Anders Mellgren

University of Illinois at Chicago, Chicago, Illinois, United States

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Publications (107)380.91 Total impact

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    ABSTRACT: Rectal prolapse occurs primarily in older patients who often have significant comorbidities. With the aging population, increasing numbers of elderly patients are presenting with rectal prolapse. The perineal approach is preferred for these patients because it involves less perioperative risk than an abdominal procedure, but the outcomes of this procedure in elderly patients are unknown.
    Diseases of the Colon & Rectum 11/2014; 57(11):1298-1303. · 3.34 Impact Factor
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    ABSTRACT: Fistula between an ileal pouch and the vagina, anus, or perineum is an uncommon complication of ileal pouch-anal anastomosis and is a cause of considerable morbidity. Its optimal management has not been determined because of its low incidence. The aim of this study was to review the outcomes of patients who presented with symptomatic ileal pouch-associated fistulas after restorative proctocolectomy (RPC) and to present a diagnostic and treatment algorithm.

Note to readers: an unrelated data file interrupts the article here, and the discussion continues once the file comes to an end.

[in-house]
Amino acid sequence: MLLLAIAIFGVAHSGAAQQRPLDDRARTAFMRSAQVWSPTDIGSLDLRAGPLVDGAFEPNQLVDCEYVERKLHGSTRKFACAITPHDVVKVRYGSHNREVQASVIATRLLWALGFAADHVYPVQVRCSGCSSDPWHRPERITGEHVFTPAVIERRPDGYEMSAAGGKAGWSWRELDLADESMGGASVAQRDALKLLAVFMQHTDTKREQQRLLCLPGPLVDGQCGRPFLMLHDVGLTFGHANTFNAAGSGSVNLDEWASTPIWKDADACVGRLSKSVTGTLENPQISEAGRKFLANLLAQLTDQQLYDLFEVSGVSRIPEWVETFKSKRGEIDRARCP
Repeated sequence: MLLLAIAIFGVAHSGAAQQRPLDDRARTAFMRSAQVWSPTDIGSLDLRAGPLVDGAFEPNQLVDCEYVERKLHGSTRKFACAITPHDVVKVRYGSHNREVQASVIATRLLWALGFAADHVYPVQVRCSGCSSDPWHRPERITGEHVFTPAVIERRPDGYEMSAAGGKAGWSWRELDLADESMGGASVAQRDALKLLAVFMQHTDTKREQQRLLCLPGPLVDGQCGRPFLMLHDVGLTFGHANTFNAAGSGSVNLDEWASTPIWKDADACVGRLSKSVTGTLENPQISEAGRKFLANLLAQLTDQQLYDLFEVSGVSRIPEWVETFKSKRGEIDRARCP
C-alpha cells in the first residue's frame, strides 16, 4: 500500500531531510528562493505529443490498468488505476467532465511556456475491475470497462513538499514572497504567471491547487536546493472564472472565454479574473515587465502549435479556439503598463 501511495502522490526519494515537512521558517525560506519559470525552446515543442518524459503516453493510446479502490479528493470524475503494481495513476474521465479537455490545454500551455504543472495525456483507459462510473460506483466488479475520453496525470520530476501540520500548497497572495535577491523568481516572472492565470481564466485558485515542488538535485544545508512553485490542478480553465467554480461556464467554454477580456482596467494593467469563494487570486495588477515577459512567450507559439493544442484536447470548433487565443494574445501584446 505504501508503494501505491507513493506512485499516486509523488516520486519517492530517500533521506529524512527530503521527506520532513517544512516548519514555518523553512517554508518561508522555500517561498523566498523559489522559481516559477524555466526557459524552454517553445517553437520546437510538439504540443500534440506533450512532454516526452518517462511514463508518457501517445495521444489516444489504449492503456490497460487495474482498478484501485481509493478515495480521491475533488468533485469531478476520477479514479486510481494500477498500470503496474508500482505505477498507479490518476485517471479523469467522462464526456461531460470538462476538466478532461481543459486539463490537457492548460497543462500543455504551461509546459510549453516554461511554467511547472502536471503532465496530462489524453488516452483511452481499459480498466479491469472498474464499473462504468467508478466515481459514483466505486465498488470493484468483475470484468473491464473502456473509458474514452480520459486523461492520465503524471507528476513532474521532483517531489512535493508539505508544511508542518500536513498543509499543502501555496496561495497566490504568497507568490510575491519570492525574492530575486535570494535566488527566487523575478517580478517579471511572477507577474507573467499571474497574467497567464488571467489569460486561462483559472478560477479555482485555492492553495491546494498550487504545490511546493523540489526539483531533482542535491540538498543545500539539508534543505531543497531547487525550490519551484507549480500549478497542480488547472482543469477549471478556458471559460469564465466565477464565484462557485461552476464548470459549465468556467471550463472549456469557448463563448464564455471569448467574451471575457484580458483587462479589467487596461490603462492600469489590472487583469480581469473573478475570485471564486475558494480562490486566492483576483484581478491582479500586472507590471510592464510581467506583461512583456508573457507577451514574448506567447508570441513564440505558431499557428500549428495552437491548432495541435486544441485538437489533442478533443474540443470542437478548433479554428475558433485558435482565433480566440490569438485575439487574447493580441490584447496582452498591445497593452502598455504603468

Techniques in Coloproctology 07/2014; · 1.54 Impact Factor
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    ABSTRACT: Background Injectable bulking treatment for fecal incontinence (FI) is intended to expand tissue in the anal canal and prevent fecal leakage. Use of injectable bulking agents is increasing because it can be performed in an outpatient setting and with low risk for morbidity. This study evaluated the long-term (36-month) clinical effectiveness and safety of injection of non-animal stabilized hyaluronic acid/dextranomer (NASHA Dx) on FI symptoms.Methods In a prospective multicenter trial, 136 patients with FI received the NASHA Dx bulking agent. Treatment success defined as a reduction in number of FI episodes by 50% or more compared with baseline (Responder50). Change from baseline in Cleveland Clinic Florida Fecal Incontinence Score (CCFIS) and Fecal Incontinence Quality of Life Scale (FIQL), and adverse events were also evaluated.Key ResultsSuccessful decrease in symptoms was achieved in 52% of patients at 6 months and this was sustained at 12 months (57%) and 36 months (52%). Mean CCFIS decreased from 14 at baseline to 11 at 36 months (p < 0.001). Quality-of-life scores for all four domains improved significantly between baseline and 36 months of follow-up. Severe adverse events were rare and most adverse events were transient and pertained to minor bleeding and pain or discomfort.Conclusions & InferencesSubmucosal injection of NASHA Dx provided a significant improvement of FI symptoms in a majority of patients and this effect was stable during the course of the follow-up and maintained for 3 years.
    Neurogastroenterology and Motility 05/2014; · 2.94 Impact Factor